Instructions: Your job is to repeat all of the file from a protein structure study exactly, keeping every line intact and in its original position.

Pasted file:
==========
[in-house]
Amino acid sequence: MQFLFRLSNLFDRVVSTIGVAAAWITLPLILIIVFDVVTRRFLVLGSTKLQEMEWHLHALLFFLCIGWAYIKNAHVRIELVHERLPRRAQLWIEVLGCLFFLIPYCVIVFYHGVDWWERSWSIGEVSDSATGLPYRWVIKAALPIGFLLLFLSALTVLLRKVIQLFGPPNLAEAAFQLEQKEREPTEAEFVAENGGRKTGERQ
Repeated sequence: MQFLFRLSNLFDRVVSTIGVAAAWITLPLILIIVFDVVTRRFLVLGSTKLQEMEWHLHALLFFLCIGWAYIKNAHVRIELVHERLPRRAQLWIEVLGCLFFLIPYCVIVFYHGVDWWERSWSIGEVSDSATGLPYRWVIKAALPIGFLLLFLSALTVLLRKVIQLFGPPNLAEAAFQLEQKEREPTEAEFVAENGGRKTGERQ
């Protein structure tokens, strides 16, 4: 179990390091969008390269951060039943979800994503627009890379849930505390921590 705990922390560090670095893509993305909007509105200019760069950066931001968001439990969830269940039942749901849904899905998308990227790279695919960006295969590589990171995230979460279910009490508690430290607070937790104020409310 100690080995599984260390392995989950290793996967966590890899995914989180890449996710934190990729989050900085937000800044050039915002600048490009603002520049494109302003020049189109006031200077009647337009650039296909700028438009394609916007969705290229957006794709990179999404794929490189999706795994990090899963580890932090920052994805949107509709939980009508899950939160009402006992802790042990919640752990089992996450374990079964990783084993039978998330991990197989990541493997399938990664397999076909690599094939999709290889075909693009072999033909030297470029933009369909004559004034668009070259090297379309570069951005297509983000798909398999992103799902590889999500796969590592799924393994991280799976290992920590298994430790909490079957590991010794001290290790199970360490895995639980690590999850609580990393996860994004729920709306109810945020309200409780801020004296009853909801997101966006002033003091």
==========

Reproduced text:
[in-house]
Amino acid sequence: MQFLFRLSNLFDRVVSTIGVAAAWITLPLILIIVFDVVTRRFLVLGSTKLQEMEWHLHALLFFLCIGWAYIKNAHVRIELVHERLPRRAQLWIEVLGCLFFLIPYCVIVFYHGVDWWERSWSIGEVSDSATGLPYRWVIKAALPIGFLLLFLSALTVLLRKVIQLFGPPNLAEAAFQLEQKEREPTEAEFVAENGGRKTGERQ
Repeated sequence: MQFLFRLSNLFDRVVSTIGVAAAWITLPLILIIVFDVVTRRFLVLGSTKLQEMEWHLHALLFFLCIGWAYIKNAHVRIELVHERLPRRAQLWIEVLGCLFFLIPYCVIVFYHGVDWWERSWSIGEVSDSATGLPYRWVIKAALPIGFLLLFLSALTVLLRKVIQLFGPPNLAEAAFQLEQKEREPTEAEFVAENGGRKTGERQ
């Protein structure tokens, strides 16, 4: 179990390091969008390269951060039943979800994503627009890379849930505390921590 705990922390560090670095893509993305909007509105200019760069950066931001968001439990969830269940039942749901849904899905998308990227790279695919960006295969590589990171995230979460279910009490508690430290607070937790104020409310 100690080995599984260390392995989950290793996967966590890899995914989180890449996710934190990729989050900085937000800044050039915002600048490009603002520049494109302003020049189109006031200077009647337009650039296909700028438009394609916007969705290229957006794709990179999404794929490189999706795994990090899963580890932090920052994805949107509709939980009508899950939160009402006992802790042990919640752990089992996450374990079964990783084993039978998330991990197989990541493997399938990664397999076909690599094939999709290889075909693009072999033909030297470029933009369909004559004034668009070259090297379309570069951005297509983000798909398999992103799902590889999500796969590592799924393994991280799976290992920590298994430790909490079957590991010794001290290790199970360490895995639980690590999850609580990393996860994004729920709306109810945020309200409780801020004296009853909801997101966006002033003091």